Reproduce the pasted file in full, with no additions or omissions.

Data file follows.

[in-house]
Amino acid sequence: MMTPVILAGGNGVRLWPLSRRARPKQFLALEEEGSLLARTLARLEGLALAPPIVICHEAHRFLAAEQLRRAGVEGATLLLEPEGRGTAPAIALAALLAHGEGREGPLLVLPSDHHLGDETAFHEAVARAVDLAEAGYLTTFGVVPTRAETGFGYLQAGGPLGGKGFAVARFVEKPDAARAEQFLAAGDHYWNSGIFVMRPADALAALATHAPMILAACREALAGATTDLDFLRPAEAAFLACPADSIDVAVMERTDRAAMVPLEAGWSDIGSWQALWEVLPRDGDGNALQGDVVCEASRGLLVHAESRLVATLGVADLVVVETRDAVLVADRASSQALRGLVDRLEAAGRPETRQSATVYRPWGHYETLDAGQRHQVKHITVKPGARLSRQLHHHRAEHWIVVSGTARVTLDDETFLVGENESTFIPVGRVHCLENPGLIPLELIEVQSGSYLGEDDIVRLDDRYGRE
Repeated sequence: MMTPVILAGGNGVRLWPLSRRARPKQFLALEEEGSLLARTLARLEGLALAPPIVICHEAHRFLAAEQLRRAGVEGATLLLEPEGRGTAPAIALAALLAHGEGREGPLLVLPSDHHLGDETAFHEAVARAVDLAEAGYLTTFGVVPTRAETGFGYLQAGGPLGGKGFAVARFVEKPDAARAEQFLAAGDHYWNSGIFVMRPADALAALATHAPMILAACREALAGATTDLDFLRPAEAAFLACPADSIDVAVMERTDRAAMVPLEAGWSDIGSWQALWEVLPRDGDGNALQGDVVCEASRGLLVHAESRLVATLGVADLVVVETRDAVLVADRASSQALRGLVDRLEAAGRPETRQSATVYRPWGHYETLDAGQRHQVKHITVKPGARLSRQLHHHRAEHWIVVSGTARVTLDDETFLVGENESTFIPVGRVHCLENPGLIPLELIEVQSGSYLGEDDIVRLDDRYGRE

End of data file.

[in-house]
Amino acid sequence: MMTPVILAGGNGVRLWPLSRRARPKQFLALEEEGSLLARTLARLEGLALAPPIVICHEAHRFLAAEQLRRAGVEGATLLLEPEGRGTAPAIALAALLAHGEGREGPLLVLPSDHHLGDETAFHEAVARAVDLAEAGYLTTFGVVPTRAETGFGYLQAGGPLGGKGFAVARFVEKPDAARAEQFLAAGDHYWNSGIFVMRPADALAALATHAPMILAACREALAGATTDLDFLRPAEAAFLACPADSIDVAVMERTDRAAMVPLEAGWSDIGSWQALWEVLPRDGDGNALQGDVVCEASRGLLVHAESRLVATLGVADLVVVETRDAVLVADRASSQALRGLVDRLEAAGRPETRQSATVYRPWGHYETLDAGQRHQVKHITVKPGARLSRQLHHHRAEHWIVVSGTARVTLDDETFLVGENESTFIPVGRVHCLENPGLIPLELIEVQSGSYLGEDDIVRLDDRYGRE
Repeated sequence: MMTPVILAGGNGVRLWPLSRRARPKQFLALEEEGSLLARTLARLEGLALAPPIVICHEAHRFLAAEQLRRAGVEGATLLLEPEGRGTAPAIALAALLAHGEGREGPLLVLPSDHHLGDETAFHEAVARAVDLAEAGYLTTFGVVPTRAETGFGYLQAGGPLGGKGFAVARFVEKPDAARAEQFLAAGDHYWNSGIFVMRPADALAALATHAPMILAACREALAGATTDLDFLRPAEAAFLACPADSIDVAVMERTDRAAMVPLEAGWSDIGSWQALWEVLPRDGDGNALQGDVVCEASRGLLVHAESRLVATLGVADLVVVETRDAVLVADRASSQALRGLVDRLEAAGRPETRQSATVYRPWGHYETLDAGQRHQVKHITVKPGARLSRQLHHHRAEHWIVVSGTARVTLDDETFLVGENESTFIPVGRVHCLENPGLIPLELIEVQSGSYLGEDDIVRLDDRYGRE